We’re pleased to welcome Tracy Holczer, whose book THE SECRET HUM OF A DAISY just debuted from G.P. Putnam’s Sons.
Twelve-year-old Grace and her mother have always been their own family, traveling from place to place like gypsies. But Grace wants to finally have a home all their own. She thinks she’s found it with Mrs. Greene and her daughter Lacey so when her mother says it’s time to move on again, Grace summons the courage to tell her mother how she really feels. She’ll always regret that her last words to her were angry ones.
Now faced with making a home with a grandmother she’s never met, and according to her mother, didn’t want her in the first place, Grace is desperate to get back to Mrs. Greene and Lacey. A mysterious treasure hunt, just like the ones her mother used to send her on, may must be the key. It all begins with a crane. And Grace is sure it’s her mother showing her the way home.
SL: How long have you been writing and how long did it take you to write THE SECRET HUM OF A DAISY?
TH: I’ve been writing for twelve years, which I mark by the date I joined the SCBWI. And Daisy took six of those years.
SL: How did the crane symbolism come about? Were you involved with the process of creating the cover?
TH: My editor was kind enough to share versions of the cover as we went along, asking for input. We nixed the first two covers and when they showed me the one we have now, I have to admit that, at first, I wasn’t sure it was a match to the story. Really, though, it just wasn’t a match to my very narrow view of how I thought the cover should look. I mean, I had it all picked out, and my daughter had drawn a perfect pencil sketch, don’t you know.
The magic that came out of that process for me was letting go of my very narrow view (sort of like Grace!). And thank goodness for it. Annie Ericsson created a beautiful cover and the cranes are such a perfect metaphor for Grace’s story. DAISY is so not just about loss, but about transformation and self-identity. It is the absolute perfect cover for my book and I am grateful every day that no one asked for my daughter’s pencil sketch (even though it is gorgeous and I framed it and hung it in my family room).
TH: Let’s start with the ideal writing day. I would get up, walk the dogs, exercise, SHOWER, change into actual clothes, eat a balanced breakfast, take my vitamins and sit down to write for four hours. Then I would do an hour of internet/marketing/fun stuff and be refreshed from my wonderfully productive day so that I have loads of energy for when the kids get home from school.
Typical is more along the lines of throwing the toy down the hallway a few times in lieu of walking the dogs and staring at the exercise DVDs with loathing as I throw on a pair of ratty jeans and head to my local coffee shop where I spend too much time on the internet. BUT, I do get the words down, so I’m working on not judging myself on those days I’m not Polly Perfect.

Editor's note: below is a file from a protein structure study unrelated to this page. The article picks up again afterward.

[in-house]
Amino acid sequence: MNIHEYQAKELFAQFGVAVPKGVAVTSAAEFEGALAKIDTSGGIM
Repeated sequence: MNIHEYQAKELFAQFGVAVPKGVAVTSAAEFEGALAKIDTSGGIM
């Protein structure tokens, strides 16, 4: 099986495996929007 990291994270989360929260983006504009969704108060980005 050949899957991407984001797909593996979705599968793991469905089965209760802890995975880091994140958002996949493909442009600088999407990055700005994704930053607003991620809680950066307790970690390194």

SL: What have you learned from working with your editor (Stacey Barney)?
TH: Oh, I don’t know, let’s see. How about EVERYTHING. I think the twelve years I wrote, attended workshops, took classes, read how-to-write books, and everything else I did to try and cram writing knowledge into my brain gave me a great foundation. But the true work of story, of getting down the thematic significance and the pacing, really came clear during the editorial process with Stacey. She did what all really good editors probably do, which is point out the holes without telling you how to fill them. She made herself available for all the questions. She was encouraging. But then she stood back and gave me the room I needed to write my story.
SL: What is the one thing you’d like readers to take away from your book?
TH: That we are the sum of our parts. Not just the positive experiences, but the negative ones, too. Humans are equal parts joy and loss, light and dark, and those dark times that we survive are worth celebrating. It’s never too early for a child to know this, I don’t think. Also, no one is impossible to love and forgive if they are willing to work hard to repair the damage done.
SL: Do daisies really hum?
TH: For me, they do.
THE SECRET HUM OF A DAISY is available now. Tracy Holczer may be contacted at 2629 Foothill Blvd. #144, La Crescenta, CA 91214 or emailed at: firstname.lastname@example.org. You may also tweet her at @tracyholczer.
|Stacey Lee is a fourth generation Chinese-American whose people came to California during the heydays of the cowboys. She believes she still has a bit of cowboy dust in her soul. A native of southern California, she gave up her job as a lawyer to finally took up the pen because she wanted the perks of being able to nap during the day and it was easier than moving to Spain. UNDER A PAINTED SKY is her first novel, coming Winter 2015 from G.P. Putnam’s Sons. To learn more, visit www.staceyhlee.com or follow her on Twitter.|